One of the less shocking ways social media seems to be affecting our communication skills is with our grammar . If you use social media applications regularly, you’ll likely know of the maximum text limits on many of the platforms. This of course is most relevant on social media apps that specialize in the posting of short thoughts; Twitter is the most known example of this type of social media. While this limit was likely not instituted to get people to use non-formal grammar, it certainly has had that effect. Abbreviations of commonly used words, groups of words, and expressions are very popular due in large part to SMS messaging and direct messaging. In the past, abbreviations were not regularly used other than for names of companies, organizations, etc. Why? Well there were simply not needed. Language before technology was much more formal and proper, or at the very least it sounded like it, due to the lack of expressions such as LOL, DW, or LMAO. Writing a letter was practically an art form in and of itself, and writing a letter with a large amount of grammatical mistakes would have likely made you look uneducated. In the present day however, no-one (who is young and “hip” enough) will bat an eye if you SMS message them SMH or another such abbreviation ; we are actively decreasing the quality of our speech, impoverishing languages, and causing some people to even lose their skill of communicating person to person in real life [1, 2, 3]. While you might not care about language and syntax, and think that this change is harmless because we can simply use social media to communicate, know that there are still other dangers lurking in this abbreviated world we now live in.
In conjunction with the many abbreviations individuals now commonly use, our writing is becoming more and more summarized. “Is this bad?”, you might ask. Well, not always. It can be bad if you look at it in with the perspective of getting across useful and correct information. Because our society today deals a lot less with the whole picture than it does with the headline, summarizing social media posts even more can easily cause us to stray ever further from the truth. If someone only reads the headline of an article, misinterprets it, posts a summarized post on Twitter about it, and that post is then retweeted and replied to with other summarized posts, we will gain no knowledge from reading them; we might actually go figuratively backwards and start to trust misinformation. On the other hand however, it can be argued that our communication is becoming more efficient. With the abbreviations that are now commonplace throughout social media, we can get points across much faster than we used to be able to. Saying goodbye is now just CU, don’t worry, DW, and a number of other words and phrases are a myriad of other abbreviations. Language is now short [1, 2, 3] and, for some, sweet as well.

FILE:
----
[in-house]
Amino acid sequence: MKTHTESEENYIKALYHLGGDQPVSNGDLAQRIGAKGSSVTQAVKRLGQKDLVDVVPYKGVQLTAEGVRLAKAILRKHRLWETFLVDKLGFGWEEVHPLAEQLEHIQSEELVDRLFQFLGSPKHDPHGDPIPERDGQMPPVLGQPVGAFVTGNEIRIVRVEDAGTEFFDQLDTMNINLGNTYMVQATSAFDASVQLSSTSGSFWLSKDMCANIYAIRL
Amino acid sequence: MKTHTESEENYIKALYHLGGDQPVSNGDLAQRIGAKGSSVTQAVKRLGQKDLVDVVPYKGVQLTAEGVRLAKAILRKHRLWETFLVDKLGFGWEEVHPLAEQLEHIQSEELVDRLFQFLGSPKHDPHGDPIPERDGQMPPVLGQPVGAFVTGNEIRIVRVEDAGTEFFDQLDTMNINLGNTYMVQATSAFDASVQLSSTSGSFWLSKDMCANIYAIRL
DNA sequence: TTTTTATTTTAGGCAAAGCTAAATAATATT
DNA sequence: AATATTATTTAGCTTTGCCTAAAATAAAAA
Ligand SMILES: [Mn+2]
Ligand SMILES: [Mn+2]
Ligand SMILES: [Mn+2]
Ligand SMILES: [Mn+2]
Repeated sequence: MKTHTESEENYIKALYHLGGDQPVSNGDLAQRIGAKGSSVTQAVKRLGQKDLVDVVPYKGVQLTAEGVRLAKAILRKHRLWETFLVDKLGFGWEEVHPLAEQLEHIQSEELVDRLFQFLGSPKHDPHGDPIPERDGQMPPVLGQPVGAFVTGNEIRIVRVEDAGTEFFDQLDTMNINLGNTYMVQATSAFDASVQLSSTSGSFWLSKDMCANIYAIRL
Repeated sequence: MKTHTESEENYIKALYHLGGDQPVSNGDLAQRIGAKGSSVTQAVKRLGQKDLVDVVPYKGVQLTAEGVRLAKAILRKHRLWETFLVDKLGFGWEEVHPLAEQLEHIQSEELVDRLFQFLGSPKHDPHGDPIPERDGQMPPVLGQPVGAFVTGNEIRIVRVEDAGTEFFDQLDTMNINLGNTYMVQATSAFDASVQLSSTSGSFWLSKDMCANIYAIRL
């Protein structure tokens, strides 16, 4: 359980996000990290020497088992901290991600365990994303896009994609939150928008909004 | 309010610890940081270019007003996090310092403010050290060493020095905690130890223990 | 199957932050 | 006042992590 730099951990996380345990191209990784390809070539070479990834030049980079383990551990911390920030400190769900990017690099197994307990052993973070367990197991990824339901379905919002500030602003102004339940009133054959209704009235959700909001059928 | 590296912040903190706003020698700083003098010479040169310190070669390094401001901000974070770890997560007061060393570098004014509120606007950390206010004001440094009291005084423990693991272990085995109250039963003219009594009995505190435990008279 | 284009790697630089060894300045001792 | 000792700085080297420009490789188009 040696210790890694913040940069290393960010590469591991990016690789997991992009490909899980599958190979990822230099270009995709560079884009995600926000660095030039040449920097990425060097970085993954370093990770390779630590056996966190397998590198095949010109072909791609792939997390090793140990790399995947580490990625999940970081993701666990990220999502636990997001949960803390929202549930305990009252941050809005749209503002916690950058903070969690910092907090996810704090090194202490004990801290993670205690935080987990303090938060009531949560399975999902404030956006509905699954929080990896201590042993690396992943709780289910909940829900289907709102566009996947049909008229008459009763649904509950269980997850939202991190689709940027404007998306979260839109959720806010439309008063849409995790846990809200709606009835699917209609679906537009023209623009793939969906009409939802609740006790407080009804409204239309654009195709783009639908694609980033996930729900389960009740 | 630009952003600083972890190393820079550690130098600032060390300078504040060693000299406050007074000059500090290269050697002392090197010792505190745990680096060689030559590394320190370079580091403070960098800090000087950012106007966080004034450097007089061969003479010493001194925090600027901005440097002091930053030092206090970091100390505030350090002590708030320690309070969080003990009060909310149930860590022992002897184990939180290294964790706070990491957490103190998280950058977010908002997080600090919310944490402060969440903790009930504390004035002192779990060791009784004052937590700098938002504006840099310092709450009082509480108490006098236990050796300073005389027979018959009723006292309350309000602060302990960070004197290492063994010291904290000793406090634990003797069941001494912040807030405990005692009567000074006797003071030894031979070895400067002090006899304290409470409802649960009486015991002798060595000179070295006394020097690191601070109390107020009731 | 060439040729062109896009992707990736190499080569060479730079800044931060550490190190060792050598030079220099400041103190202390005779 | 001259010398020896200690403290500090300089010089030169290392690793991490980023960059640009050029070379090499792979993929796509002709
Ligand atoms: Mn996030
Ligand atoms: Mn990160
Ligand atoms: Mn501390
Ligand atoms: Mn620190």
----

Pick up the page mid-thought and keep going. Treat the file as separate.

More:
All in all, I find that the effect of social media on our communication skills and how we use them is negative, as formal spoken language is now a dying mean of communication and we have entered into an era of abbreviations and quick tidbits of information. While many might read this and not care, my opinion differs from theirs. I believe that this impoverishment of language and this destruction of context, emotion, syntax, and grammar is harming us by stopping us from seeing the beauty of the languages we speak everyday . By summarizing everything we say into tiny pieces of information instead of fleshed out talking points, we are regressing as humans. In truth, the thing that separates humans the most from other species of animals is our capability to speak and to do so intelligently, so if we lose that and instead choose to speak with little to no meaning and intelligent structure, we are dehumanizing ourselves.